For example, in Sacramento, the Capitol Mall is a wide median covered in turf. Concerts, public gatherings, and farmers’ markets occur on Capitol Mall. These events would be difficult to hold if the turf were replaced with other landscaping. Another example where irrigated turf on medians or parkways serves a community function is in pocket parks, where the turf provides a place for picnicking and sports, e.g., Electric Avenue Median Park in Seal Beach. The regulation would not obligate a public agency to irrigate such turf. If, for example, the City of Sacramento wanted to let the turf on either or both of these medians go “California gold” during the hotter months, the regulation would allow for irrigation necessary to maintain that turf in the discretion of the local public agency.

If turf is irrigated while watering trees, is that a violation of the regulation?

Trees provide many social and environmental benefits, such as shade, carbon sequestration, and habitat. Urban trees also reduce energy use by shading buildings, reduce heat island effects and associated health impacts, absorb and filter storm runoff and urban flooding, and protect air quality. Based on comments the Board has already received, the Board will clarify the proposed regulation text to clearly reflect the Board’s intention that incidental irrigation of turf by an irrigation system used primarily to maintain healthy trees is not prohibited.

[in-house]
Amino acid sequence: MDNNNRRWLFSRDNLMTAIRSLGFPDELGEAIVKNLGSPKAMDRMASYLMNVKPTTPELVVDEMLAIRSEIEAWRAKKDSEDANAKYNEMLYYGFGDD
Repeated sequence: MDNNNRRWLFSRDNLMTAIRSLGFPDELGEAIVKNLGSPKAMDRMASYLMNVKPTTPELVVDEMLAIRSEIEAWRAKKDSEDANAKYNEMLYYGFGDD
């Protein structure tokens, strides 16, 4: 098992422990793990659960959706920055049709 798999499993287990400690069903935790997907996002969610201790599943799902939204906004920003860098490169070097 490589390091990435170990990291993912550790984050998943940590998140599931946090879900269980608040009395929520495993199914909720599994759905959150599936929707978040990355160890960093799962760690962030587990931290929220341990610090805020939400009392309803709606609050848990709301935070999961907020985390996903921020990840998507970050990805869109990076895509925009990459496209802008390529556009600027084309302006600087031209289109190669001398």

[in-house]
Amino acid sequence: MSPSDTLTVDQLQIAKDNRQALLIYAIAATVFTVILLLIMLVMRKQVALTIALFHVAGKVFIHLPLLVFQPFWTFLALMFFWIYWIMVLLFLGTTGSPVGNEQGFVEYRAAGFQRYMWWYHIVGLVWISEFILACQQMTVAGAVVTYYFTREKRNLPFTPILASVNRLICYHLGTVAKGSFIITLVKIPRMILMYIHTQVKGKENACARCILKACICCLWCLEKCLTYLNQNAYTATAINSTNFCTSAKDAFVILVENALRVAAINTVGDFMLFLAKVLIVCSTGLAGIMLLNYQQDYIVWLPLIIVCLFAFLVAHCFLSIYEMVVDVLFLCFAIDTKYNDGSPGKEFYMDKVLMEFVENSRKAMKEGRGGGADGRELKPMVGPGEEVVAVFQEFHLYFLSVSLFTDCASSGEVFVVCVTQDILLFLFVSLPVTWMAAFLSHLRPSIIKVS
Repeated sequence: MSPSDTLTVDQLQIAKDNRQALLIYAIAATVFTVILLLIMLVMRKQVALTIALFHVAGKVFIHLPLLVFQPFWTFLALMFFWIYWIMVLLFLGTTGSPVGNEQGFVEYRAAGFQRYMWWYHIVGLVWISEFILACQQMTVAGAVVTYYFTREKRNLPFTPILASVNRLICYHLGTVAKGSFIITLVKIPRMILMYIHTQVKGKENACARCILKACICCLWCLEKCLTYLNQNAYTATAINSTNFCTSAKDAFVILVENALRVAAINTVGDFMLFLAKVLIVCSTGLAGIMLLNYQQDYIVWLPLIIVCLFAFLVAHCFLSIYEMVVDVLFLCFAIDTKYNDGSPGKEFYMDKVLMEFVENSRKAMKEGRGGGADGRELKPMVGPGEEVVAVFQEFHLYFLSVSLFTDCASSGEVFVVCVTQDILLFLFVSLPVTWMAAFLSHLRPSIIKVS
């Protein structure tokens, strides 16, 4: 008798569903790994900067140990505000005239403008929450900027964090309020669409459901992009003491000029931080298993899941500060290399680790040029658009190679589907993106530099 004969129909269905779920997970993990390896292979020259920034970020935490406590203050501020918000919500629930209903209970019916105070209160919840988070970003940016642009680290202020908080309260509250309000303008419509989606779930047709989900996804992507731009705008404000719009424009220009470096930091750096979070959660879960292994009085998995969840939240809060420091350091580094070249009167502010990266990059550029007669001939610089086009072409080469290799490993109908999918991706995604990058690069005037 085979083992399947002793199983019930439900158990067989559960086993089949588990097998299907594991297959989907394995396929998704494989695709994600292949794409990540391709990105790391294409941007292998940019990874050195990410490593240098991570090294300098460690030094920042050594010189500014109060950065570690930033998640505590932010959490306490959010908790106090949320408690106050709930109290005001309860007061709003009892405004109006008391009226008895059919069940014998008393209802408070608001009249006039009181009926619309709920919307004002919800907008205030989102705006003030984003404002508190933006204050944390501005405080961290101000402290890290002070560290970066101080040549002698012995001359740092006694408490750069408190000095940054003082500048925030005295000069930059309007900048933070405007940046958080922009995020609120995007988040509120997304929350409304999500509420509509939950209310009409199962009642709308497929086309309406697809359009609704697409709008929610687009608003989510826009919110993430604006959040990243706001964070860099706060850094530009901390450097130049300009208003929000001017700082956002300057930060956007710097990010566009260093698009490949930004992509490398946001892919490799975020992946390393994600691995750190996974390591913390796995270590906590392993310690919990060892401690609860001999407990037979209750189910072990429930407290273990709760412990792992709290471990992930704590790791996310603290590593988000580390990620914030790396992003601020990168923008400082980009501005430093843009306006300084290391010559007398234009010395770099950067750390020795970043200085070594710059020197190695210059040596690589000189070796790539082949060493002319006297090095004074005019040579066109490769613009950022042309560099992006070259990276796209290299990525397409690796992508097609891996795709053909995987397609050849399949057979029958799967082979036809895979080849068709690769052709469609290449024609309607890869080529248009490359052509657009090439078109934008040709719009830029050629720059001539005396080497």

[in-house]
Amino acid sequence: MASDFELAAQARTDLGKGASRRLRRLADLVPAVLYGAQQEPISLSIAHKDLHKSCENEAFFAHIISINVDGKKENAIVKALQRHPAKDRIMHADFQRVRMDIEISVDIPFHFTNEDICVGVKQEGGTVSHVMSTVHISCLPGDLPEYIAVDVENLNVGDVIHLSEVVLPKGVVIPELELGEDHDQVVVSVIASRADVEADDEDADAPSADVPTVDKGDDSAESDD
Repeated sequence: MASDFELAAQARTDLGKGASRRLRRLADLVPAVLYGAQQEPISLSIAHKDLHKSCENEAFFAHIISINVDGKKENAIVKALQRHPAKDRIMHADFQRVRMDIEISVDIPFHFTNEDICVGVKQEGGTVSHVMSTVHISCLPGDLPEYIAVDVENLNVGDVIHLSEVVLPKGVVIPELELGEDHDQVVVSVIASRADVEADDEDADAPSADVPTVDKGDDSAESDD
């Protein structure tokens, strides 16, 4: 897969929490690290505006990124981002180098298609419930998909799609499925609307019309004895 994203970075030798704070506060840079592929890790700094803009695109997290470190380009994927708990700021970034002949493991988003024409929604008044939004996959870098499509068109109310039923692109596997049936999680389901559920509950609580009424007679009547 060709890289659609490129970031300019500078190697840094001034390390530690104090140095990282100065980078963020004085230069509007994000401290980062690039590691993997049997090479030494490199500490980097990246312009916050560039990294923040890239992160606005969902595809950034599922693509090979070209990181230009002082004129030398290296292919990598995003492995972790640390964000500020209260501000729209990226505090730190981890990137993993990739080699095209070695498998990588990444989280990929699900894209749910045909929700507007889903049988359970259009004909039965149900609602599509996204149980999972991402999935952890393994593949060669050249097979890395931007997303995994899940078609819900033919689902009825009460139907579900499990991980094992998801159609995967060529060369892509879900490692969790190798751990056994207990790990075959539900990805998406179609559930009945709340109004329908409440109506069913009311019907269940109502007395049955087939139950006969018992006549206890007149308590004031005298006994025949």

What kind of trees should be planted in the medians and parkways?

The proposed regulation would not require any particular landscaping changes, including planting new trees on medians or parkways.  However, there are programs that provide funding for planting new trees (see, e.g. CAL FIRE’s Urban Forestry Grants) that the State Water Board encourages public agencies to look into if they are contemplating landscape changes in response to the proposed regulation. Climate-appropriate trees not only provide the aforementioned benefits, they also, once established, generally require less water than other trees.

Can local jurisdictions enforce this regulation?

Current law allows public agencies to enforce their own conservation ordinances and rules and drought emergency rules adopted by the State Water Board and, during the recent drought, public entities enforced prohibitions against wasteful water uses. Because the proposed regulation is not a drought emergency regulation, at this time enforcement of the proposed regulation could only come from the Board.  Local public agencies can enforce their own conservation rules and modify those rules to mirror the proposed prohibitions, in which case they would be able to enforce those prohibitions.  Proposed legislation (SB 606), however, would allow for public agencies to enforce certain rules, such as the prohibitions contained in the proposed regulation, in the same manner they could for the Board’s drought emergency regulations.